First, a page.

Here's M. mowing our yard for the first time. I gave it a short whirl too, probably the first time I've mowed in at least 15 years. The only other time I gave it a crack, my lawn-obsessed father followed behind me pointing out all the ways I had mis-mowed. I left the mower in the middle of the yard, proclaiming I'd Never Mow Again! Wouldn't you know a certain husband had the nerve to criticize one's mowing, as I began running around in circles with the mower. Ba! Ba! Bah! I said. We create our OWN traditions!
Check out our motorless mower! I'm so proud of it! Luckily, our yard's not so huge, so it's very easy to mow with this little guy.

Sunday, April 15, 2007

Our Kitchen, before and after

Here's our kitchen before:

and here's an after!

Another before, looking right:

and after:

I'm so proud of the way it came out! The cabinets look so great in white with my dream-stainless steel knobs and pulls on the drawers. The green is really bright, and, as usual, doesn't really come out in these photographs like it does in person. It's the kind of color that might incline a person to say "This color really POPS!" just like they do on the design shows, even if such a person is not usually inclined to say such things. Like M.. Eventually we hope to get granite countertops and maybe a new range, but for now we're really happy with the way it is.

Coming soon: Our Living Room!

Friday, April 13, 2007

Spring, please

I posted on my long-ignored book blog yesterday. It's been a while because I've been reading only one book all year - Middlemarch. I'm loving it, but it's kind of frustrating, because usually I read much more quickly. I've just been really busy lately and haven't had that much time to read.

Relieved to look out the window and see blue sky - snow is melted and it's a balmy 42 degrees or so. Maybe now we can look forward to spring?

Might see the Aqua Teen Hunger Force movie tonight. M. had audacity to suggest that we have not seen any movies in the theatre that he wanted to see. HA! I told him he owed me one proverbial Lake House.

Wednesday, April 11, 2007

I used to live in California, you know.

I suppose all over Chicago this morning, people were looking out their windows and shouting the same thing as me: Holy Shhhhhhhit! Beyond snow - more like sludge pouring down from the heavens. Thick, rainy, cold sludge, the size of marbles. Stuck to my clothes, soaked my pants, blew my hat off. I used to live in California, you know. Ah, I had it made. I used to walk outside in the middle of April, and there was no snow. Sure, it was 60 degrees in July in San Francisco, but we LIKED it!

Tuesday, April 10, 2007

Roger and Me

Tonight I watched Michael Moore's Roger and Me. I didn't realize Moore and I had so much in common - born in the Midwest, children of GM employees and UAW members. He even lived in SF for a while too. Of course, I like to think I'm not a ham-handed douche bag... Roger and Me (1989) is amusing for its interviews with with one celebrity or politician after another who refuse to feel pity or provide real solutions for the thousands of people who lost their jobs as a result of the massive layoffs in the 80s. I think, as usual, Moore missed the point, which, as I see it, is the question of how much responsibility corporations should have for their employees, and what obligations corporations should have toward local communities. Sure, the interviews of wealthy people on golf courses heartlessly saying the unemployeed people of Flint should just "get jobs" or "do something" are ridiculous, but why is it their responsibility to come up with answers?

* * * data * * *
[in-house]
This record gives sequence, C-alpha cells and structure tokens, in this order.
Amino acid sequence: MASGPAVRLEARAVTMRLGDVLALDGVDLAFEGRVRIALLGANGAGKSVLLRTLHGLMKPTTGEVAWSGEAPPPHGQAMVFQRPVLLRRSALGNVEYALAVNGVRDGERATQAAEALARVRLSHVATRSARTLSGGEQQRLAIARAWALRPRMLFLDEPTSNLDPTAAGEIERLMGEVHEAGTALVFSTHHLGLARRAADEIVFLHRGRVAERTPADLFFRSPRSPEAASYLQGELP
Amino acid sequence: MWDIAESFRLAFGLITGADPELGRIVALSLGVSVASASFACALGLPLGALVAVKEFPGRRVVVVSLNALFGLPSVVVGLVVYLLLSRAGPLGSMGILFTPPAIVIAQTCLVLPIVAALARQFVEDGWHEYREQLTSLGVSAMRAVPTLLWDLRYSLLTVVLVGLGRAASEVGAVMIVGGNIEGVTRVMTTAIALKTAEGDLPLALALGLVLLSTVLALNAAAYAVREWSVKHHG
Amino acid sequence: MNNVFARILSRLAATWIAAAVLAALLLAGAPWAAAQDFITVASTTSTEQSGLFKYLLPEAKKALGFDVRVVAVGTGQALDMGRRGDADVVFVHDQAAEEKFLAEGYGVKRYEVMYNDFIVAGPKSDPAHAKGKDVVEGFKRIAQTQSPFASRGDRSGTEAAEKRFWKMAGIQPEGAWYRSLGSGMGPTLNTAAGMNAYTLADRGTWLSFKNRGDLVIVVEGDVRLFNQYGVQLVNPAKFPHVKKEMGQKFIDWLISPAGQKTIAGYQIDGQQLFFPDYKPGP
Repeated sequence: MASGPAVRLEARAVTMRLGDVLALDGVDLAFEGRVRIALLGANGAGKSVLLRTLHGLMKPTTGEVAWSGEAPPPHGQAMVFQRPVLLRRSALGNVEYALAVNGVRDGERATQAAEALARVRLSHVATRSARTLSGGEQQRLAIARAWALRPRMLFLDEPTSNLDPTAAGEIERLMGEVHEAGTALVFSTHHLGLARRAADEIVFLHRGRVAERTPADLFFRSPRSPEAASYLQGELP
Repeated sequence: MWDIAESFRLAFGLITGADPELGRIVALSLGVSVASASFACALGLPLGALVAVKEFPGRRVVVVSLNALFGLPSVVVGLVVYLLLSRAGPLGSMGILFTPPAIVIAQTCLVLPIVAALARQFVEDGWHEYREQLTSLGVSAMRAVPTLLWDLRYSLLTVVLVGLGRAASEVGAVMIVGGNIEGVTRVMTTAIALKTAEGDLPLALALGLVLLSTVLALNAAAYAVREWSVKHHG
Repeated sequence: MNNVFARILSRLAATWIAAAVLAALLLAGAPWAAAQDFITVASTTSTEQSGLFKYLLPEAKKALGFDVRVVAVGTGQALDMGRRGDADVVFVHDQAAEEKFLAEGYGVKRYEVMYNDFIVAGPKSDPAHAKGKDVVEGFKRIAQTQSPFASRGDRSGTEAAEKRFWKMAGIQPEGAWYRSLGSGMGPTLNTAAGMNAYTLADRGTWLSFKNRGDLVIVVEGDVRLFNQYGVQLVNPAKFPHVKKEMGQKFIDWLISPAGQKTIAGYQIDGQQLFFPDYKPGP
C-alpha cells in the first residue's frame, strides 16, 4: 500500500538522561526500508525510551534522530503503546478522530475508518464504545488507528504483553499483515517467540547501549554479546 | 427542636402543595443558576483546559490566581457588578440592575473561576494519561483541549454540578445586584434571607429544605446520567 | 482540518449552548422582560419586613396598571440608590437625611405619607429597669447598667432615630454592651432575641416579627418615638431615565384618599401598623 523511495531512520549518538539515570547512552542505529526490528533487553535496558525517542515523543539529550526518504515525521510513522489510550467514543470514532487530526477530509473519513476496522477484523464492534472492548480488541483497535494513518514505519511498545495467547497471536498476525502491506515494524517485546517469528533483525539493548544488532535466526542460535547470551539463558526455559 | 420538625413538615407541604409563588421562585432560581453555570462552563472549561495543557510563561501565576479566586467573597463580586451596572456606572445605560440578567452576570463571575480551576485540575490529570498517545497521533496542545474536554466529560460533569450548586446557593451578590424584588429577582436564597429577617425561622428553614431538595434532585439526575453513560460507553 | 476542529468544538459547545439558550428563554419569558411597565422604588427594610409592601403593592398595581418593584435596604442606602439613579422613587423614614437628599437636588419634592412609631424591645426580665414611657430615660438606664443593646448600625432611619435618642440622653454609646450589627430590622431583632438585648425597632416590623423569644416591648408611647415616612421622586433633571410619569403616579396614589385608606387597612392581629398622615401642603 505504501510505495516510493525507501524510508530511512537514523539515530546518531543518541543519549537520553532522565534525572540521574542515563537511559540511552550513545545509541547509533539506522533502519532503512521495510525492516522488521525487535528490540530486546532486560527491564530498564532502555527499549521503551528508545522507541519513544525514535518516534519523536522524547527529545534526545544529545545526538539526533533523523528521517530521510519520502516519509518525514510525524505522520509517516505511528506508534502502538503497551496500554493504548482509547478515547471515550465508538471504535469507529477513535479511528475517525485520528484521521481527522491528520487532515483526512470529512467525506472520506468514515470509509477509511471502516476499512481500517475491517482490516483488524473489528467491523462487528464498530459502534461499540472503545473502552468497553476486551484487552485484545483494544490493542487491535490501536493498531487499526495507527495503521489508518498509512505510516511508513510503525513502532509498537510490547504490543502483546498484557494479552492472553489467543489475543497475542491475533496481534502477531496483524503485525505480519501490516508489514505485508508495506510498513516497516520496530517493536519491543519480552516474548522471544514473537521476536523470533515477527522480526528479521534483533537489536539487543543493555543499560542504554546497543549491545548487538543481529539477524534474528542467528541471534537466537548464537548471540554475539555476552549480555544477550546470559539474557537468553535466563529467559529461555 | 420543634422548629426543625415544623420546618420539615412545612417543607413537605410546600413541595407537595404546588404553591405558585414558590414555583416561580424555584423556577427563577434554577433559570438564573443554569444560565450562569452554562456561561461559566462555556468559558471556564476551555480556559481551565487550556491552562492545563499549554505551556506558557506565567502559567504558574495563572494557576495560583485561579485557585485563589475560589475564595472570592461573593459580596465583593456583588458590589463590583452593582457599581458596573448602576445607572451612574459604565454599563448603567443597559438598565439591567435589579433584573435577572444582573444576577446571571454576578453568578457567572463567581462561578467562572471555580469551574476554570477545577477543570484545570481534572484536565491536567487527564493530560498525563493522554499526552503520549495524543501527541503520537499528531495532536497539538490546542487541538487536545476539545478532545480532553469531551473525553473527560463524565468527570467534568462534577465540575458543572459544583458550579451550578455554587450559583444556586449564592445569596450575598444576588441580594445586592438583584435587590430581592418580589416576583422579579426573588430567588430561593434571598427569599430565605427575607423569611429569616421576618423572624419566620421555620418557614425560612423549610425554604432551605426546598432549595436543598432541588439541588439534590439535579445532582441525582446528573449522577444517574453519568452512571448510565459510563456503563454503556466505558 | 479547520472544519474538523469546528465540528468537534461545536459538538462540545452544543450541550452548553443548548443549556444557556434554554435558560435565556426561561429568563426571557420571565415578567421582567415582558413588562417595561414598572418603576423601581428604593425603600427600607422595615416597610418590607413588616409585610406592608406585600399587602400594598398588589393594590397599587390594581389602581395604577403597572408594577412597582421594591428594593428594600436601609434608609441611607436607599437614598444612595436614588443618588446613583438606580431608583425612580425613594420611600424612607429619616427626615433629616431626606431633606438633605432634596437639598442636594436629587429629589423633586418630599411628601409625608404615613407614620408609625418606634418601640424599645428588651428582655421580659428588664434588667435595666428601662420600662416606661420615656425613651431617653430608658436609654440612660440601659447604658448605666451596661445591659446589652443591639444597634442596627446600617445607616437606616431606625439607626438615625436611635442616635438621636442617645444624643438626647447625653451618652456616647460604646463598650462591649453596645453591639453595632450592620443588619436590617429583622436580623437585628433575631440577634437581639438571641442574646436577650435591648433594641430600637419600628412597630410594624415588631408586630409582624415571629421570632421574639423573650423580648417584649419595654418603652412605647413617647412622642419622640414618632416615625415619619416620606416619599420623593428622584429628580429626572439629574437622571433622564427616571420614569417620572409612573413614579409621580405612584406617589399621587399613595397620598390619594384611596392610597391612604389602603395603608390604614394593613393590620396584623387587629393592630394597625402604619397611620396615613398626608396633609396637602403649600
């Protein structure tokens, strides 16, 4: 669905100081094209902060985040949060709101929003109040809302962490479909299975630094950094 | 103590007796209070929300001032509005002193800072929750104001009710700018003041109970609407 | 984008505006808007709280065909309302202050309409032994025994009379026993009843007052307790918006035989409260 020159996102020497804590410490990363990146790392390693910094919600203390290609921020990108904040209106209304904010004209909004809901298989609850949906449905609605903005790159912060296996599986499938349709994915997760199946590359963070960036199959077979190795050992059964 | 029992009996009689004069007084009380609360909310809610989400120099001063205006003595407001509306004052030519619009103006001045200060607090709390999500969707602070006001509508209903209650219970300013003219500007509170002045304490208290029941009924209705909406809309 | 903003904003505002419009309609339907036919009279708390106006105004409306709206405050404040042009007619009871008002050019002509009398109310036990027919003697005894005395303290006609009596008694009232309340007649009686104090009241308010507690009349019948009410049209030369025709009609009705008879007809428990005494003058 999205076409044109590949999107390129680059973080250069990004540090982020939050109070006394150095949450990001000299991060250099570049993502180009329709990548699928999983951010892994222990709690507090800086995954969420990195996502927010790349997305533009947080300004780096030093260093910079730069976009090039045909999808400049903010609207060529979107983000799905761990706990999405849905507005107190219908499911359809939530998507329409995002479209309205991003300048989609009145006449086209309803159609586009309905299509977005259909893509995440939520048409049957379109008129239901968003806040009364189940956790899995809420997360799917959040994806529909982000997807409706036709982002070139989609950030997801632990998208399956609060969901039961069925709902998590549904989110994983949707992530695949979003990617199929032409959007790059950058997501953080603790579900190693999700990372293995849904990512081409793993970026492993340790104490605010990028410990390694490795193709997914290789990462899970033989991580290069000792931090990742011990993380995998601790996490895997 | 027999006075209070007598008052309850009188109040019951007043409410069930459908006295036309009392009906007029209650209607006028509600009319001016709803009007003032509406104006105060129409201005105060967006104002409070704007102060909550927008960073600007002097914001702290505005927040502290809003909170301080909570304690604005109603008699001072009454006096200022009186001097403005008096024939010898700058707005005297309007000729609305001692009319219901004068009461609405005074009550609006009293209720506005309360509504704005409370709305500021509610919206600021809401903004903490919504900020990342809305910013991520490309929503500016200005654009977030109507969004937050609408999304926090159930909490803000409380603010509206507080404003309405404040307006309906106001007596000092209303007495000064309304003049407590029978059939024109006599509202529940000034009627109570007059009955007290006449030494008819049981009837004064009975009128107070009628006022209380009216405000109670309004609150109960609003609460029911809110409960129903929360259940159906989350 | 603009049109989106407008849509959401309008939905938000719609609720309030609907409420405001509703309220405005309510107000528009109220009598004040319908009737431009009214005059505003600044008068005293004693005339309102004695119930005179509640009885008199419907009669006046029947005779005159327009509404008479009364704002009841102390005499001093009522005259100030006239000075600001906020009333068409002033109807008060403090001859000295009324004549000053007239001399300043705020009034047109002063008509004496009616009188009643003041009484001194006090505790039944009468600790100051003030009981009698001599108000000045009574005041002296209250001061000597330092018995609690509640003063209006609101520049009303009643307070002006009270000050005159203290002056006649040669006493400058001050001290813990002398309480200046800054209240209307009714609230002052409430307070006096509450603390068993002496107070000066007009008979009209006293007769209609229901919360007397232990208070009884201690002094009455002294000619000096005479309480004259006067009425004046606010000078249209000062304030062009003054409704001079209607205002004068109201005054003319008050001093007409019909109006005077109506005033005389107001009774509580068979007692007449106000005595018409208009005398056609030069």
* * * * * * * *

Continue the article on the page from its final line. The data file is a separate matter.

I grew up hearing about GM's expansion to Mexico and the challenges faced by unions. My dad has a refrain that to corporations "you're just a number", which, generally, is pretty true. He's nevertheless fiercely loyal to American car companies, and even told me, after we bought a Toyota, that he questioned whether he had "brought me up right." I was laid off myself, in the tech bust of the late 90s. I guess the difference between San Francisco and Flint, MI is that one corporation didn't dominate the work force in SF like GM did Flint. I think most towns are too easily falling for the promises of corporations - Walmart comes to mind immediately - they're notorious for destroying communities while demanding taxes cuts and environmental concessions. Well, don't get me started on Walmart... But seriously, I think what's needed is a change in perception - large companies and corporations act like they're doing communities a favor when they move in, but they should really have to continually have to prove their worth.

Saturday, April 07, 2007

Easter Crafts

I made this little bunny for my young friend. I was inspired by Martha - she has directions for super-cute felt stuffed animals. So, I had in mind to make a simplified rabbit of my own design - but then I saw some adorable bunnies on a craft site by Betz White and made one of them, with some modifications.

Lo, did I find myself in the Salvation Army, looking for wool sweaters. Threw it in the washer, then the dryer, drew a template, cut everything out, sewed it together - realized I didn't have any stuffing, decided I couldn't wait to finish it and then ripped open a pillow for its fluffy insides.

Seriously, is that the cutest thing you've ever seen?

We had a lovely brunch with a (if I do say so myself) killer menu:
Spinach and sun-dried tomato frittata
Roasted Potatoes
Caramelized Onion tartlets
Mini carrot muffins
Deviled eggs

Friday, April 06, 2007

Easter weekend

I was just sitting in my living room when I heard a drum sound outside. I looked out the window and there was a Good Friday processional going down the street, complete with a Jesus, Romans, a very large cross and what looked like about 100 people. Good Friday, is, of course, a very dark holiday that I am not fond of. When I was a kid, my parents used to take us to church and we'd sit through a sermon detailing the more agonizing moments of the crucifiction, then they'd turn off all the lights, and we were instructed to leave the church in silence and spend the rest of the night thinking about what we'd done in a cosmic sort of way. That can be some pretty heavy stuff for a kid.